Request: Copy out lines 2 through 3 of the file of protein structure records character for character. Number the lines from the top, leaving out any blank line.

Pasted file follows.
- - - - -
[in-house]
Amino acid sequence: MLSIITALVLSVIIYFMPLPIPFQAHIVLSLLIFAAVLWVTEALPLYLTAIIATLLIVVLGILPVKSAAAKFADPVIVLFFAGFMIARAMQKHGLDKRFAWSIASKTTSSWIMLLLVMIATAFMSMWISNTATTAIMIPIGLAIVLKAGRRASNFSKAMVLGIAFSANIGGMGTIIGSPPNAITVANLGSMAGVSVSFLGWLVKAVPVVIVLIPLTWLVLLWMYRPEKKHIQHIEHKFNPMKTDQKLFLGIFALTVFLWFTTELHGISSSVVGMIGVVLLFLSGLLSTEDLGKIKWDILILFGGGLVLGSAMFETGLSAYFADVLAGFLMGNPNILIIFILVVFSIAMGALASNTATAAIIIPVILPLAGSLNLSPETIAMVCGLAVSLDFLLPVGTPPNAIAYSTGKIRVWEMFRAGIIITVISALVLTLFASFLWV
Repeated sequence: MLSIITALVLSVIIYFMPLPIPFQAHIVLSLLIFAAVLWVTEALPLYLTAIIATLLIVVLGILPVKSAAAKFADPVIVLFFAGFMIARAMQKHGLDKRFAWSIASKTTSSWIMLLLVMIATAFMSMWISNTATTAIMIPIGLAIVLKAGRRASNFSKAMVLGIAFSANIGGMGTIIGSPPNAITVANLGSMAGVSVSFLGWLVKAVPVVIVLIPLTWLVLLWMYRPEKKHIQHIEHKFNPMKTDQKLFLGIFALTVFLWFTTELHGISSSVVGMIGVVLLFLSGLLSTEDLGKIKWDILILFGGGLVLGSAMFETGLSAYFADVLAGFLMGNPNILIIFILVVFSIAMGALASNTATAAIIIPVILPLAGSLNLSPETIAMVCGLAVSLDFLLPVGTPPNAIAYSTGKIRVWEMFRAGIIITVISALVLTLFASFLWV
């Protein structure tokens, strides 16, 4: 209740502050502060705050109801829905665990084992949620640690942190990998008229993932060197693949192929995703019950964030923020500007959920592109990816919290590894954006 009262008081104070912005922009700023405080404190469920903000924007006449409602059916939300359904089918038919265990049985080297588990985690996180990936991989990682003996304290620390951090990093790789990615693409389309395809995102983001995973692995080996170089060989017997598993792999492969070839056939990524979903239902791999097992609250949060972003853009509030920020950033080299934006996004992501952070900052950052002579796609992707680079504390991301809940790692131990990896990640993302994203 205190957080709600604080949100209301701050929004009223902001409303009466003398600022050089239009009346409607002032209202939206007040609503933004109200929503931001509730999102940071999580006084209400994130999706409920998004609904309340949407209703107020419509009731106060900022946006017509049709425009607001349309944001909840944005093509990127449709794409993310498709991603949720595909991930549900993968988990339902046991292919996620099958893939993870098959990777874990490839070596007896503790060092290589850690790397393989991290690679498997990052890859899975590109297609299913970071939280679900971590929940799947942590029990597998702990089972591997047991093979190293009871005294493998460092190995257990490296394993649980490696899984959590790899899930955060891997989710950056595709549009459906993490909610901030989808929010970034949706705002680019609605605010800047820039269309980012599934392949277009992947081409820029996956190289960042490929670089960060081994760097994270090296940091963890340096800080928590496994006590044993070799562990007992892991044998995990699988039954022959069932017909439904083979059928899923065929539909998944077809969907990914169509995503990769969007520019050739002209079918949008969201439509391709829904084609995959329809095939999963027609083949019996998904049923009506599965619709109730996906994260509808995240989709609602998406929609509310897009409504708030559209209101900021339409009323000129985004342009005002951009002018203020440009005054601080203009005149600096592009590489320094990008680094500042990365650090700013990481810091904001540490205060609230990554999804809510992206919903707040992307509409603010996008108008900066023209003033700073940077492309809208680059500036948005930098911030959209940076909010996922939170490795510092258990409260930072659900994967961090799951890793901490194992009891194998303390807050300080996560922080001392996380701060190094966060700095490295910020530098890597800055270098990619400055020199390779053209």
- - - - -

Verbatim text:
Amino acid sequence: MLSIITALVLSVIIYFMPLPIPFQAHIVLSLLIFAAVLWVTEALPLYLTAIIATLLIVVLGILPVKSAAAKFADPVIVLFFAGFMIARAMQKHGLDKRFAWSIASKTTSSWIMLLLVMIATAFMSMWISNTATTAIMIPIGLAIVLKAGRRASNFSKAMVLGIAFSANIGGMGTIIGSPPNAITVANLGSMAGVSVSFLGWLVKAVPVVIVLIPLTWLVLLWMYRPEKKHIQHIEHKFNPMKTDQKLFLGIFALTVFLWFTTELHGISSSVVGMIGVVLLFLSGLLSTEDLGKIKWDILILFGGGLVLGSAMFETGLSAYFADVLAGFLMGNPNILIIFILVVFSIAMGALASNTATAAIIIPVILPLAGSLNLSPETIAMVCGLAVSLDFLLPVGTPPNAIAYSTGKIRVWEMFRAGIIITVISALVLTLFASFLWV
Repeated sequence: MLSIITALVLSVIIYFMPLPIPFQAHIVLSLLIFAAVLWVTEALPLYLTAIIATLLIVVLGILPVKSAAAKFADPVIVLFFAGFMIARAMQKHGLDKRFAWSIASKTTSSWIMLLLVMIATAFMSMWISNTATTAIMIPIGLAIVLKAGRRASNFSKAMVLGIAFSANIGGMGTIIGSPPNAITVANLGSMAGVSVSFLGWLVKAVPVVIVLIPLTWLVLLWMYRPEKKHIQHIEHKFNPMKTDQKLFLGIFALTVFLWFTTELHGISSSVVGMIGVVLLFLSGLLSTEDLGKIKWDILILFGGGLVLGSAMFETGLSAYFADVLAGFLMGNPNILIIFILVVFSIAMGALASNTATAAIIIPVILPLAGSLNLSPETIAMVCGLAVSLDFLLPVGTPPNAIAYSTGKIRVWEMFRAGIIITVISALVLTLFASFLWV